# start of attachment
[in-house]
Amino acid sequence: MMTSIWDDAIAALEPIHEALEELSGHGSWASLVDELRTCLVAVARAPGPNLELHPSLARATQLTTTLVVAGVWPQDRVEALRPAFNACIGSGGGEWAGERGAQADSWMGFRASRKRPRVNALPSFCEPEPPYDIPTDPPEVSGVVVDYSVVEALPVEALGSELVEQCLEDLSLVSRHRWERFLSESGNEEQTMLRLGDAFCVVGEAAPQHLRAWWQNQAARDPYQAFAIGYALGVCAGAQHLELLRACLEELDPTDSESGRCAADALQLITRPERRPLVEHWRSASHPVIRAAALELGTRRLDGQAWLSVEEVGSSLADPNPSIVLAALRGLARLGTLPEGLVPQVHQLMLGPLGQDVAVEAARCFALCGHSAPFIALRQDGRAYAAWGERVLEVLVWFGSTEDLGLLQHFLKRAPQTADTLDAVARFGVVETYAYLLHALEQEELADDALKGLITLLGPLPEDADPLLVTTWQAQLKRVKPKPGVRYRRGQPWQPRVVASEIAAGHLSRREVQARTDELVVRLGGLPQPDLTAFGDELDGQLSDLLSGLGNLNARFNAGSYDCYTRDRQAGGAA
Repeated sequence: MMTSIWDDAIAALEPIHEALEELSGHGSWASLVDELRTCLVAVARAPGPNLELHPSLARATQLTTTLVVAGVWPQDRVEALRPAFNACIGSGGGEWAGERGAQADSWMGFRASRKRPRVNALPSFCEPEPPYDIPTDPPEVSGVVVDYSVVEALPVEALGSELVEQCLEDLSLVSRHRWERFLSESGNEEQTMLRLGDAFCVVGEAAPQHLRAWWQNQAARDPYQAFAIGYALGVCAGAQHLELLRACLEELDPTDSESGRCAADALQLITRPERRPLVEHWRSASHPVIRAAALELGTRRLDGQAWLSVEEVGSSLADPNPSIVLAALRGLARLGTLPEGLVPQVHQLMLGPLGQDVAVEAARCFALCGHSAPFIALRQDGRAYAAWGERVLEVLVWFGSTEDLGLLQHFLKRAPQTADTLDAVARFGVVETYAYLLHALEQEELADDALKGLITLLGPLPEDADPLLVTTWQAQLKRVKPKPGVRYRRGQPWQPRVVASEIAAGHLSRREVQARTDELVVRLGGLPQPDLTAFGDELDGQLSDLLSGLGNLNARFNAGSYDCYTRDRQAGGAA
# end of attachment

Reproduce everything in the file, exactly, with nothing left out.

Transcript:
[in-house]
Amino acid sequence: MMTSIWDDAIAALEPIHEALEELSGHGSWASLVDELRTCLVAVARAPGPNLELHPSLARATQLTTTLVVAGVWPQDRVEALRPAFNACIGSGGGEWAGERGAQADSWMGFRASRKRPRVNALPSFCEPEPPYDIPTDPPEVSGVVVDYSVVEALPVEALGSELVEQCLEDLSLVSRHRWERFLSESGNEEQTMLRLGDAFCVVGEAAPQHLRAWWQNQAARDPYQAFAIGYALGVCAGAQHLELLRACLEELDPTDSESGRCAADALQLITRPERRPLVEHWRSASHPVIRAAALELGTRRLDGQAWLSVEEVGSSLADPNPSIVLAALRGLARLGTLPEGLVPQVHQLMLGPLGQDVAVEAARCFALCGHSAPFIALRQDGRAYAAWGERVLEVLVWFGSTEDLGLLQHFLKRAPQTADTLDAVARFGVVETYAYLLHALEQEELADDALKGLITLLGPLPEDADPLLVTTWQAQLKRVKPKPGVRYRRGQPWQPRVVASEIAAGHLSRREVQARTDELVVRLGGLPQPDLTAFGDELDGQLSDLLSGLGNLNARFNAGSYDCYTRDRQAGGAA
Repeated sequence: MMTSIWDDAIAALEPIHEALEELSGHGSWASLVDELRTCLVAVARAPGPNLELHPSLARATQLTTTLVVAGVWPQDRVEALRPAFNACIGSGGGEWAGERGAQADSWMGFRASRKRPRVNALPSFCEPEPPYDIPTDPPEVSGVVVDYSVVEALPVEALGSELVEQCLEDLSLVSRHRWERFLSESGNEEQTMLRLGDAFCVVGEAAPQHLRAWWQNQAARDPYQAFAIGYALGVCAGAQHLELLRACLEELDPTDSESGRCAADALQLITRPERRPLVEHWRSASHPVIRAAALELGTRRLDGQAWLSVEEVGSSLADPNPSIVLAALRGLARLGTLPEGLVPQVHQLMLGPLGQDVAVEAARCFALCGHSAPFIALRQDGRAYAAWGERVLEVLVWFGSTEDLGLLQHFLKRAPQTADTLDAVARFGVVETYAYLLHALEQEELADDALKGLITLLGPLPEDADPLLVTTWQAQLKRVKPKPGVRYRRGQPWQPRVVASEIAAGHLSRREVQARTDELVVRLGGLPQPDLTAFGDELDGQLSDLLSGLGNLNARFNAGSYDCYTRDRQAGGAA